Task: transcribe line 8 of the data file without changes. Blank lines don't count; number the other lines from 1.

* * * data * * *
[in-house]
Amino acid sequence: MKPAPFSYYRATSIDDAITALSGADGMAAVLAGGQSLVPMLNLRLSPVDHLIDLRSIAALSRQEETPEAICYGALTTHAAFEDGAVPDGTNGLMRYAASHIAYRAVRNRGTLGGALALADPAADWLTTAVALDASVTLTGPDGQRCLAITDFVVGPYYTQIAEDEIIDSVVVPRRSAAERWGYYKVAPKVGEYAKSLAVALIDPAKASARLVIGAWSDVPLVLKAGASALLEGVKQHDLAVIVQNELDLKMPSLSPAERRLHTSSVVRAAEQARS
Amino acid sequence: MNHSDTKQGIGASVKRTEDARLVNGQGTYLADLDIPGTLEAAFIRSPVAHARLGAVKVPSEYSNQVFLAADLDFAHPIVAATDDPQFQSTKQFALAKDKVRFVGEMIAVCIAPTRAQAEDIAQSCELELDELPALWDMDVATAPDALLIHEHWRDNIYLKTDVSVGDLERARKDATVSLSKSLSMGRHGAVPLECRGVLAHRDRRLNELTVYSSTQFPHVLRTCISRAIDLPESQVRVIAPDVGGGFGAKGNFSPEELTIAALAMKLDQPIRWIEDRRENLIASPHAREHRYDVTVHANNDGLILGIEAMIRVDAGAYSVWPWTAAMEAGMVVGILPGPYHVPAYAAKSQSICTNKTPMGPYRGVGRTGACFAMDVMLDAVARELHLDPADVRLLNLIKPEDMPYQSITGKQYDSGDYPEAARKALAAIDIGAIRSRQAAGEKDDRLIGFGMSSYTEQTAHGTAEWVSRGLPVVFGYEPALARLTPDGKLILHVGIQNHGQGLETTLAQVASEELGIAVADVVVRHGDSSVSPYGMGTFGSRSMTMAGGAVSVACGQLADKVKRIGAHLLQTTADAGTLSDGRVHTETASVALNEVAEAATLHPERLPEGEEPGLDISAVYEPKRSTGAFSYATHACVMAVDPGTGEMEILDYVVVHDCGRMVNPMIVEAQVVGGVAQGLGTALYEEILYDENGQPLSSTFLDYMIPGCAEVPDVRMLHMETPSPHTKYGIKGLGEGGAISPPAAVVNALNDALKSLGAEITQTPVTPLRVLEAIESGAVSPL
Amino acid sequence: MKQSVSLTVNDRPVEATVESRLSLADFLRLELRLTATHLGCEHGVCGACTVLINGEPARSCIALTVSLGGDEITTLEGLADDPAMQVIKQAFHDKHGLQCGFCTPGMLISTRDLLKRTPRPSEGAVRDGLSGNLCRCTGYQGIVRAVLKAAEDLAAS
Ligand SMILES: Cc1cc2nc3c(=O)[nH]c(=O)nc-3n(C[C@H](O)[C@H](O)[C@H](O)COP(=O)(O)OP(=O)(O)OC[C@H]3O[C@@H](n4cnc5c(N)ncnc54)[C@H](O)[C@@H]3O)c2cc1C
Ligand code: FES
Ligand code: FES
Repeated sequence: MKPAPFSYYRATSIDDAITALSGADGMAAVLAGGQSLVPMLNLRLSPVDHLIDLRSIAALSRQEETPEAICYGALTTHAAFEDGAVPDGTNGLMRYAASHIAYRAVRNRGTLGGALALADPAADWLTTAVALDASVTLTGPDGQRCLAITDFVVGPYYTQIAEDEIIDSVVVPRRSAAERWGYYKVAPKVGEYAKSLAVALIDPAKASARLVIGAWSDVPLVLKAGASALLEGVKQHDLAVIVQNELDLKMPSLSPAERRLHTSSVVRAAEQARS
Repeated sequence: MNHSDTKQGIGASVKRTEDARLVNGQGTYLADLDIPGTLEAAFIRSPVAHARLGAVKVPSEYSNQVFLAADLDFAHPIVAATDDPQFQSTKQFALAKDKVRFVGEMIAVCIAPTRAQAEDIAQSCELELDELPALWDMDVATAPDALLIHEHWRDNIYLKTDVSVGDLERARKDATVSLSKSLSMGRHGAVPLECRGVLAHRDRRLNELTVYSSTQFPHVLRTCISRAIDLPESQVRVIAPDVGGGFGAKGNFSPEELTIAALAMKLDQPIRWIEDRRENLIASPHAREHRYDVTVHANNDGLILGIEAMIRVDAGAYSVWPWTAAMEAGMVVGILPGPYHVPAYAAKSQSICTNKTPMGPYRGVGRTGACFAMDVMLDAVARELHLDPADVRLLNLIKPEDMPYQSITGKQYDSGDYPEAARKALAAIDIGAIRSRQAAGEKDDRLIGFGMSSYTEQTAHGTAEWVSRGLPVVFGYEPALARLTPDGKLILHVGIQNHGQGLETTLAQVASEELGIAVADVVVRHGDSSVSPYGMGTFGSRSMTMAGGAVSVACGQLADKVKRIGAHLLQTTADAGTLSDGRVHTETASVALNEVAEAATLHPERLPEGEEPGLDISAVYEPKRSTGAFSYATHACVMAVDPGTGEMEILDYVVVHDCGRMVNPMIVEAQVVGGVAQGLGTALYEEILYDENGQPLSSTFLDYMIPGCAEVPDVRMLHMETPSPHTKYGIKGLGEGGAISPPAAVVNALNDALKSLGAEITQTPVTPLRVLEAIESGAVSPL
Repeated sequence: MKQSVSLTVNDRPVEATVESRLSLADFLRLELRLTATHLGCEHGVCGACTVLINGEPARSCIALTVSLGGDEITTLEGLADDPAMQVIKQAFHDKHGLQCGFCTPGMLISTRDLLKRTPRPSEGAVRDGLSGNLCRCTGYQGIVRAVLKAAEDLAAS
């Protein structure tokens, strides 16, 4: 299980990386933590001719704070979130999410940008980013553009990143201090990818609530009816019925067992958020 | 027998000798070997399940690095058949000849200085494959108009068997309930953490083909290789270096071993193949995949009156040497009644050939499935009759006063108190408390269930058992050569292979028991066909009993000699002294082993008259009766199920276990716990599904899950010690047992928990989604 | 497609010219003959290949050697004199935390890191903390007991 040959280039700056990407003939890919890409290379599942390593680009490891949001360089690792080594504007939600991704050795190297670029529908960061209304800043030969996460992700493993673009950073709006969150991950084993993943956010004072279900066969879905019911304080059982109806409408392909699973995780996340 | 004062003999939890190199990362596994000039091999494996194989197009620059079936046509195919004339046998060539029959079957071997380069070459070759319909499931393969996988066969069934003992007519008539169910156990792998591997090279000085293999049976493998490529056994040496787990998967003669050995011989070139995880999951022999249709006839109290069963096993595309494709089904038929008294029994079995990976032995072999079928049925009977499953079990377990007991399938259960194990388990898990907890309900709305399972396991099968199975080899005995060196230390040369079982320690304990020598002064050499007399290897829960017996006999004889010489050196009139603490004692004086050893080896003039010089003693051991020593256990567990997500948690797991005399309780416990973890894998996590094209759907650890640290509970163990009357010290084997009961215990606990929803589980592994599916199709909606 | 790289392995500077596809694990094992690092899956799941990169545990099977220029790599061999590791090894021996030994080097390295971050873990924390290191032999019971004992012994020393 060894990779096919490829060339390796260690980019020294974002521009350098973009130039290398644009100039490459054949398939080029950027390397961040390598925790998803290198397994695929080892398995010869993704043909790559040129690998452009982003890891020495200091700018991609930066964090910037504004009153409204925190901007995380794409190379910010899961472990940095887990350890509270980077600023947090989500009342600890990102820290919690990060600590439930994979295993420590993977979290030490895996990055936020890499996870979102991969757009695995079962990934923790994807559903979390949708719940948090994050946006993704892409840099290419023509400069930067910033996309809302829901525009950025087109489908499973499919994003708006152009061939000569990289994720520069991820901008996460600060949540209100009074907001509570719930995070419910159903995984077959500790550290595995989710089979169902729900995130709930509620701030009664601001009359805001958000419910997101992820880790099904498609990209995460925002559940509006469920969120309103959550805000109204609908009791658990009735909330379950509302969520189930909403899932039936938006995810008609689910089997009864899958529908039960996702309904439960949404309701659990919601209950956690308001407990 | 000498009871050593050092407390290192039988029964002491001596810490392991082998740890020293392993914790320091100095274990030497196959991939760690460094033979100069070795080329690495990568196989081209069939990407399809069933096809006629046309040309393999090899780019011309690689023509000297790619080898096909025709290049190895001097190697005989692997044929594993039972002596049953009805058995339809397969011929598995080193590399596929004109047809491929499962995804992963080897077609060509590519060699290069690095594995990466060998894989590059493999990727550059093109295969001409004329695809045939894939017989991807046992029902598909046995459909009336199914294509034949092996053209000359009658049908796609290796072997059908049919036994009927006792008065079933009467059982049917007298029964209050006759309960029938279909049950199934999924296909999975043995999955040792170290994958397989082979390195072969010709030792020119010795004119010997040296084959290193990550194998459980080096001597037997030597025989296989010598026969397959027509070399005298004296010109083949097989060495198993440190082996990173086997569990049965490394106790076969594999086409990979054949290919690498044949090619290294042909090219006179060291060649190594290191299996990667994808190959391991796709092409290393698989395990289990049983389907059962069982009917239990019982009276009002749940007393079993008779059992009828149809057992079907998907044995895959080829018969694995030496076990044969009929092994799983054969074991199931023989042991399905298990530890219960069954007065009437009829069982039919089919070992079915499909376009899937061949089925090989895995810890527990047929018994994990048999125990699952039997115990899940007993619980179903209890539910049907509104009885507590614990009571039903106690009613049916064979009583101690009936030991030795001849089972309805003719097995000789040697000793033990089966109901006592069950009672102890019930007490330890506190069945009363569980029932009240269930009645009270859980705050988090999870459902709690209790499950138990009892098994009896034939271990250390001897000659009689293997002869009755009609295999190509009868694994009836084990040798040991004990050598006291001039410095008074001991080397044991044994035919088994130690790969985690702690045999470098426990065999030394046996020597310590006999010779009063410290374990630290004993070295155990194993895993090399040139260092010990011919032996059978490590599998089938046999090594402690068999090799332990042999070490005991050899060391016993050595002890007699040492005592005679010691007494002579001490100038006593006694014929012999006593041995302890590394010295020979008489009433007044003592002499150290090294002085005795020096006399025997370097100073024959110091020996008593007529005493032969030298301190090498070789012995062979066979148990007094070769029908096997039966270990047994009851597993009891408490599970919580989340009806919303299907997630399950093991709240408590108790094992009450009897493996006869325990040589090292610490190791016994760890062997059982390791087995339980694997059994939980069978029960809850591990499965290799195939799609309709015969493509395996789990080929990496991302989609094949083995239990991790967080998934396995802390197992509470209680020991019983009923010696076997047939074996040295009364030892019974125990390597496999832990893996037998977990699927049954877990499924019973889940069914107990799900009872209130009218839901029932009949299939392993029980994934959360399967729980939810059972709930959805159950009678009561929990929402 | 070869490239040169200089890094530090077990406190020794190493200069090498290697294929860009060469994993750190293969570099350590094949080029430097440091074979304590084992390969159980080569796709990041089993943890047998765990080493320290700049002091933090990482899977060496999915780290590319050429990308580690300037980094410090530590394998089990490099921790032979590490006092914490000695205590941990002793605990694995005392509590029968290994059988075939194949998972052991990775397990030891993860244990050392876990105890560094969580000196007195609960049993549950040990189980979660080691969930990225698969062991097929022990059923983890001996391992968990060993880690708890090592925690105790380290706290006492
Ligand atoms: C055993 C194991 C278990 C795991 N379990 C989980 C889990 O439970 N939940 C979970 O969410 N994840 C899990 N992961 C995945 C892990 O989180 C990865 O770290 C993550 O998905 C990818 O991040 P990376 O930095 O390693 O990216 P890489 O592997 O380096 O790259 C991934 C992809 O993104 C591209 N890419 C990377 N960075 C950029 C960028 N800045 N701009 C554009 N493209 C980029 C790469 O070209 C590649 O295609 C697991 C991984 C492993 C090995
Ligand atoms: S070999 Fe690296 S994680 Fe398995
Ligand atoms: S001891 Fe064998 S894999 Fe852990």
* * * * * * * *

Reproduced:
Repeated sequence: MKPAPFSYYRATSIDDAITALSGADGMAAVLAGGQSLVPMLNLRLSPVDHLIDLRSIAALSRQEETPEAICYGALTTHAAFEDGAVPDGTNGLMRYAASHIAYRAVRNRGTLGGALALADPAADWLTTAVALDASVTLTGPDGQRCLAITDFVVGPYYTQIAEDEIIDSVVVPRRSAAERWGYYKVAPKVGEYAKSLAVALIDPAKASARLVIGAWSDVPLVLKAGASALLEGVKQHDLAVIVQNELDLKMPSLSPAERRLHTSSVVRAAEQARS